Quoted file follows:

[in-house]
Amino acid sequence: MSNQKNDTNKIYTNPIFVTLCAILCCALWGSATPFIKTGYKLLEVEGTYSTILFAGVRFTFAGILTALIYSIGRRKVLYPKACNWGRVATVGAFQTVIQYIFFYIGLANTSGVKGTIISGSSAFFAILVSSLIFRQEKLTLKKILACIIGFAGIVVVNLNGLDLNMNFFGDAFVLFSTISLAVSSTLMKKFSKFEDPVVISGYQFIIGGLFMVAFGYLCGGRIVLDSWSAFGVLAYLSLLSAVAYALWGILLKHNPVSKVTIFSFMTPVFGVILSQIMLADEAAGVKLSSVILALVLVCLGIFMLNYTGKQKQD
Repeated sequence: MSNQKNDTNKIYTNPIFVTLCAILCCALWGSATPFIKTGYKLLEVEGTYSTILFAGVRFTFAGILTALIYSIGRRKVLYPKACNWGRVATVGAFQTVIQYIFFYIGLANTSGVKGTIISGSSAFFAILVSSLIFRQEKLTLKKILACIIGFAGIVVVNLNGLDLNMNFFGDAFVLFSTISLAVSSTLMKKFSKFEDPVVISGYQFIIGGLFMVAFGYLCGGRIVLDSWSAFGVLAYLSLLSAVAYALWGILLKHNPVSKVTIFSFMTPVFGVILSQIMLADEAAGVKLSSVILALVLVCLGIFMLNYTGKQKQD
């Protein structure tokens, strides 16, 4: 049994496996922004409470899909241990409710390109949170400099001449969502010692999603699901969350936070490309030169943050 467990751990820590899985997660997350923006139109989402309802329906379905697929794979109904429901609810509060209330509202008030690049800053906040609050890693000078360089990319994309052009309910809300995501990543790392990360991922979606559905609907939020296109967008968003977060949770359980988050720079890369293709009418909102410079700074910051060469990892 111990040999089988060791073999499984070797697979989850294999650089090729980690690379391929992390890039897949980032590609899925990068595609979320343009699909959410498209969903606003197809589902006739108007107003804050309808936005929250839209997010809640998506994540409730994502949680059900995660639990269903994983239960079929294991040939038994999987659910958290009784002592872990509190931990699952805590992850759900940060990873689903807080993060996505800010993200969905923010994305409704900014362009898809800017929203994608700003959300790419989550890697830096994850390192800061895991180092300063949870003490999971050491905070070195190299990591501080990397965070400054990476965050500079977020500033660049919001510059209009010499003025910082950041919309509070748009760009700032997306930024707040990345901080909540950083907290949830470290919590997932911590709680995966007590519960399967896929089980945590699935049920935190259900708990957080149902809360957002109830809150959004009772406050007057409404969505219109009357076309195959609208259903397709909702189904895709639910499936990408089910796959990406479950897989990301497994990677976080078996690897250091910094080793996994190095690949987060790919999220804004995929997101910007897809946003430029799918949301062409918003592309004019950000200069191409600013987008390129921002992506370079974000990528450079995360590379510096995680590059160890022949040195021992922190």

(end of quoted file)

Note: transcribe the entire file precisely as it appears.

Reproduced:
[in-house]
Amino acid sequence: MSNQKNDTNKIYTNPIFVTLCAILCCALWGSATPFIKTGYKLLEVEGTYSTILFAGVRFTFAGILTALIYSIGRRKVLYPKACNWGRVATVGAFQTVIQYIFFYIGLANTSGVKGTIISGSSAFFAILVSSLIFRQEKLTLKKILACIIGFAGIVVVNLNGLDLNMNFFGDAFVLFSTISLAVSSTLMKKFSKFEDPVVISGYQFIIGGLFMVAFGYLCGGRIVLDSWSAFGVLAYLSLLSAVAYALWGILLKHNPVSKVTIFSFMTPVFGVILSQIMLADEAAGVKLSSVILALVLVCLGIFMLNYTGKQKQD
Repeated sequence: MSNQKNDTNKIYTNPIFVTLCAILCCALWGSATPFIKTGYKLLEVEGTYSTILFAGVRFTFAGILTALIYSIGRRKVLYPKACNWGRVATVGAFQTVIQYIFFYIGLANTSGVKGTIISGSSAFFAILVSSLIFRQEKLTLKKILACIIGFAGIVVVNLNGLDLNMNFFGDAFVLFSTISLAVSSTLMKKFSKFEDPVVISGYQFIIGGLFMVAFGYLCGGRIVLDSWSAFGVLAYLSLLSAVAYALWGILLKHNPVSKVTIFSFMTPVFGVILSQIMLADEAAGVKLSSVILALVLVCLGIFMLNYTGKQKQD
């Protein structure tokens, strides 16, 4: 049994496996922004409470899909241990409710390109949170400099001449969502010692999603699901969350936070490309030169943050 467990751990820590899985997660997350923006139109989402309802329906379905697929794979109904429901609810509060209330509202008030690049800053906040609050890693000078360089990319994309052009309910809300995501990543790392990360991922979606559905609907939020296109967008968003977060949770359980988050720079890369293709009418909102410079700074910051060469990892 111990040999089988060791073999499984070797697979989850294999650089090729980690690379391929992390890039897949980032590609899925990068595609979320343009699909959410498209969903606003197809589902006739108007107003804050309808936005929250839209997010809640998506994540409730994502949680059900995660639990269903994983239960079929294991040939038994999987659910958290009784002592872990509190931990699952805590992850759900940060990873689903807080993060996505800010993200969905923010994305409704900014362009898809800017929203994608700003959300790419989550890697830096994850390192800061895991180092300063949870003490999971050491905070070195190299990591501080990397965070400054990476965050500079977020500033660049919001510059209009010499003025910082950041919309509070748009760009700032997306930024707040990345901080909540950083907290949830470290919590997932911590709680995966007590519960399967896929089980945590699935049920935190259900708990957080149902809360957002109830809150959004009772406050007057409404969505219109009357076309195959609208259903397709909702189904895709639910499936990408089910796959990406479950897989990301497994990677976080078996690897250091910094080793996994190095690949987060790919999220804004995929997101910007897809946003430029799918949301062409918003592309004019950000200069191409600013987008390129921002992506370079974000990528450079995360590379510096995680590059160890022949040195021992922190």